A book company said Wednesday that it will release on September 11 a firsthand account of the raid that killed al Qaeda leader Osama bin Laden.
Christine Ball, director of marketing and publicity for Dutton, a subsidiary of Penguin Group USA, said the book was written by a Navy SEAL under a pen name.
The book is entitled "No Easy Day: The Firsthand Account of the Mission That Killed Osama bin Laden."
About two dozen U.S. Special Operations forces and two helicopters were involved in the raid early May 2, 2011, in Abbottabad, Pakistan, that killed bin Laden.
By Barbara Starr
It's a fold-up pamphlet that any U.S. service member in Afghanistan can stick inside a uniform pocket and forget, or perhaps re-read often enough that it just might save their lives if they are attacked by uniformed Afghan personnel.
The title "Inside the Wire Threats - Afghanistan Green on Blue" says it all.
The number of U.S. and coalition troops killed by Afghans who turn their weapons on coalition forces is at an all-time high. The U.S. military says it's doing everything it can, from increased security measures to improved training, to help troops respond more quickly.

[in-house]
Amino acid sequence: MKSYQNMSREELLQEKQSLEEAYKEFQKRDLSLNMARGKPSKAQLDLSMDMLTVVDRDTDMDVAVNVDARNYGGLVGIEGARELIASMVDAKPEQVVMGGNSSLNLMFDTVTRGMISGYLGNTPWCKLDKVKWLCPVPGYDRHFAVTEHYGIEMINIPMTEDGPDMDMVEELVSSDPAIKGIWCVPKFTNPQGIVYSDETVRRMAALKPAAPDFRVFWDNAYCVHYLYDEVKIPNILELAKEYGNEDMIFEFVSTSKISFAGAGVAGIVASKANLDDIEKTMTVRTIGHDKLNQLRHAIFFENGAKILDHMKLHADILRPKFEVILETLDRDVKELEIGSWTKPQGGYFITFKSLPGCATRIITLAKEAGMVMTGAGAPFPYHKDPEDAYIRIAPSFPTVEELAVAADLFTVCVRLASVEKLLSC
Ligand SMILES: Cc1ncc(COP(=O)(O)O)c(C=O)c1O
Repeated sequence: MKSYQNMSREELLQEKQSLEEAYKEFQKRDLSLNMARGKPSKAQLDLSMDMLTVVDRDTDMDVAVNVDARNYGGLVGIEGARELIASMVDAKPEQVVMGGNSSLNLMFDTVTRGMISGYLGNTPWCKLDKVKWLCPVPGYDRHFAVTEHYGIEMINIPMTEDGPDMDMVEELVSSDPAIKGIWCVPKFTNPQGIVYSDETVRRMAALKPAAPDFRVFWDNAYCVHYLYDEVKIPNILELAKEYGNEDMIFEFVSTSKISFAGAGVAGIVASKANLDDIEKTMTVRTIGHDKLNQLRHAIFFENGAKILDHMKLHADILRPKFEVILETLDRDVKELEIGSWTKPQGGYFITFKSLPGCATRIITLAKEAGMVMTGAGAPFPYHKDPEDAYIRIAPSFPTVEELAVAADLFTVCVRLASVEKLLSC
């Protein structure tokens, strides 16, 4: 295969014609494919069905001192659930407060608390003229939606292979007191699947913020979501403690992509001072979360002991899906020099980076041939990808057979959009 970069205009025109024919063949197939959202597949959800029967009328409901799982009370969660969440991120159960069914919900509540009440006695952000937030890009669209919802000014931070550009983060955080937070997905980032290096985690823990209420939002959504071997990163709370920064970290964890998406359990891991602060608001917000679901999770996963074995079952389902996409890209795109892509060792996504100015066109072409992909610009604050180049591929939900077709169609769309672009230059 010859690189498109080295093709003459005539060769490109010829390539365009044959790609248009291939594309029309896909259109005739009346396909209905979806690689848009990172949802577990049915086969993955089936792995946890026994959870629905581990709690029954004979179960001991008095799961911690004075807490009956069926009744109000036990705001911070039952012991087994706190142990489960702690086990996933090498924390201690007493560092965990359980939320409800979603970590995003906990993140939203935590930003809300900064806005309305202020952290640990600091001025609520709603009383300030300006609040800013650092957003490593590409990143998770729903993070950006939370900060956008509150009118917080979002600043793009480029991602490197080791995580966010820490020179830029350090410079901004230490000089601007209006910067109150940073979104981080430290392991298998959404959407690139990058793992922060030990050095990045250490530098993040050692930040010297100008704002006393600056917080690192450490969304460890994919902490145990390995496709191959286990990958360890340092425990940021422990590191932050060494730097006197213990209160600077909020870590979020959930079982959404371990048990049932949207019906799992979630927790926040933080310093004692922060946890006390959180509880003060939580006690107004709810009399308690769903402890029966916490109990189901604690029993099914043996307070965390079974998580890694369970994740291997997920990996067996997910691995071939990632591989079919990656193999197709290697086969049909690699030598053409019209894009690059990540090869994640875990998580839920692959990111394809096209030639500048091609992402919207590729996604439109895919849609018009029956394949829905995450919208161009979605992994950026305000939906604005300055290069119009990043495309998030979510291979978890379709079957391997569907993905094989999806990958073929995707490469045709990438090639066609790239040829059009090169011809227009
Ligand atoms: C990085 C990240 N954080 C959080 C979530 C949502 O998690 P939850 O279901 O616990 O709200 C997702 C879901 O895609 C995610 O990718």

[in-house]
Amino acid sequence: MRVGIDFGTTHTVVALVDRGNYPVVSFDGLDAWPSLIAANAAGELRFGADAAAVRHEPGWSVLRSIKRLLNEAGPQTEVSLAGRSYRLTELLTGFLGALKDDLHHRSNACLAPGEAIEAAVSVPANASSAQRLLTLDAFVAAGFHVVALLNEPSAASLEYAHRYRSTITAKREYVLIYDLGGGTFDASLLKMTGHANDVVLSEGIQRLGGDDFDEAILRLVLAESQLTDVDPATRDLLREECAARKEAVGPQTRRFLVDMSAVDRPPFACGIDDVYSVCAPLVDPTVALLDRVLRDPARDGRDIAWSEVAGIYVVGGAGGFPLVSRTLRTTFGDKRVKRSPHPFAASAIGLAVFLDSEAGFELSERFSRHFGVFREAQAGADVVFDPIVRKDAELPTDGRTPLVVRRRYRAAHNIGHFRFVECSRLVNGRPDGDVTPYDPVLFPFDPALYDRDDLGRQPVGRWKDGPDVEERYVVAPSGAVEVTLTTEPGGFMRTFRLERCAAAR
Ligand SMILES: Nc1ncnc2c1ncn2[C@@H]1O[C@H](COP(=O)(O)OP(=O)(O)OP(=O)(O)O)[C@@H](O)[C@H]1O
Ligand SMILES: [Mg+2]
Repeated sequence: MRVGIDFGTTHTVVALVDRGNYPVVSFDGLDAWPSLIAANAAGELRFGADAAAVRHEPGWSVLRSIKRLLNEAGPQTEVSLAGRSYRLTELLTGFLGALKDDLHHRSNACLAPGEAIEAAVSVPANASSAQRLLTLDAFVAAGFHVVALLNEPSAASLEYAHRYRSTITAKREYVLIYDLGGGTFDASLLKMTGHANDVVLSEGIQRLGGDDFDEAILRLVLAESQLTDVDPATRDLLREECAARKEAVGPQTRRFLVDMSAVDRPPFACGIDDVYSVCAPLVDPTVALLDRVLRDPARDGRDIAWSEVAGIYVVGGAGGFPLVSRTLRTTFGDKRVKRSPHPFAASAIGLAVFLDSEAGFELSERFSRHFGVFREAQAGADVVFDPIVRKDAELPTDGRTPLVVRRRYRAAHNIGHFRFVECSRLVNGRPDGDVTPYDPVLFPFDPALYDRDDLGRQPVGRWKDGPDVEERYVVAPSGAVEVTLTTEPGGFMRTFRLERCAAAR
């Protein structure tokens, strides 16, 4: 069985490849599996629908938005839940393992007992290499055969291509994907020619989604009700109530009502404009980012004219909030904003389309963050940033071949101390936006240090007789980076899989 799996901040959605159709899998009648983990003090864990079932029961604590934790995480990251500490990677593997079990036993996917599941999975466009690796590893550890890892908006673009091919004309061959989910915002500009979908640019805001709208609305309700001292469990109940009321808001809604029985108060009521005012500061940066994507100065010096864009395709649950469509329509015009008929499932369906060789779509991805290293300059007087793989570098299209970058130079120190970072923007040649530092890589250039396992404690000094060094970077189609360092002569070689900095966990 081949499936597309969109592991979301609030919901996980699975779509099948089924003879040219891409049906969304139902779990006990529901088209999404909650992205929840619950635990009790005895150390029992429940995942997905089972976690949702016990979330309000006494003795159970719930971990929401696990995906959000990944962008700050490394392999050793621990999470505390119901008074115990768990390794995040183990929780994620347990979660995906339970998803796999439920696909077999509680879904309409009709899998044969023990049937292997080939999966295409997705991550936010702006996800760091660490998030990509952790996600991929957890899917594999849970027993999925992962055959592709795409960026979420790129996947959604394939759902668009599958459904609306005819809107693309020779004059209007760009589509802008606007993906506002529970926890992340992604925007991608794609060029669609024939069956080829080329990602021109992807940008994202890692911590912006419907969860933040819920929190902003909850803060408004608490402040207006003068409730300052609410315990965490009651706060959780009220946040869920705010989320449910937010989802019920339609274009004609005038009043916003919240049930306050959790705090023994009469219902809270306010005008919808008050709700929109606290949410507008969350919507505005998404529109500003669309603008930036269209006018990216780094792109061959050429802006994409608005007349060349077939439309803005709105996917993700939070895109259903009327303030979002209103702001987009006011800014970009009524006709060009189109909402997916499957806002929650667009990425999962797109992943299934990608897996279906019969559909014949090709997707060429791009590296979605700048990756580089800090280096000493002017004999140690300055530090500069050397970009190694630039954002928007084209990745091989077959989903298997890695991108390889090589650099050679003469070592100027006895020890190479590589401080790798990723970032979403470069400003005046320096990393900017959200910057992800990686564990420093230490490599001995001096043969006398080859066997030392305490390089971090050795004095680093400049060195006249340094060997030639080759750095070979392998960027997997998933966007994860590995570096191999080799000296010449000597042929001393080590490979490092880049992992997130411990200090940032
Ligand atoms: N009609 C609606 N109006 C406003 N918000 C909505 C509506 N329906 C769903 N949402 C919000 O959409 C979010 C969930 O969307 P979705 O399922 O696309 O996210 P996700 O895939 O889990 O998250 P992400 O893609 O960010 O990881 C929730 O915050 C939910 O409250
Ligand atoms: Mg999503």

The pamphlet, which troops started to receive in February, is marked for "official use only" to ensure it is not distributed and read by the public, including the Taliban.
By CNN Wire Staff
An Internet outage and a hurricane threat led to a 24-hour delay and then outright cancellation of a pretrial hearing for five high-profile terrorism suspects detained at the U.S. military base at Guantanamo Bay, Cuba.
A Pentagon official said all court events were canceled and everyone was being flown back home as Tropical Storm Isaac churned in the Atlantic, threatening to become a hurricane.
Maximum-security detainees are housed in hardened buildings that will have no problem surviving a hurricane, the official said. Minimum-security prisoners were being moved to harder buildings.
Sirens blared Wednesday as the U.S. military base went into readiness mode.
By Mike Mount and David Ariosto
A train that derailed near Baltimore on Tuesday damaged fiber-optic lines and temporarily disrupted Internet service at the U.S. naval base at Guantanamo Bay, Cuba, delaying the trial for Khalid Sheikh Mohammed and four others facing terrorism charges this week, a base spokesman said.
The facility lost about 50% of its connectivity, which is serviced by satellite downlink locations in Maine and Maryland, according to Capt. Robert Durand.
A spokeswoman for Verizon Communications Inc., which maintains and runs the fiber optic line for the military, said service had been restored within 24 hours of the incident.
By Jill Dougherty
As Russia finally joins the World Trade Organization, U.S. business leaders are warning Congress that American companies could be left in the dust as other countries move in to take advantage of Russia's lower trade barriers.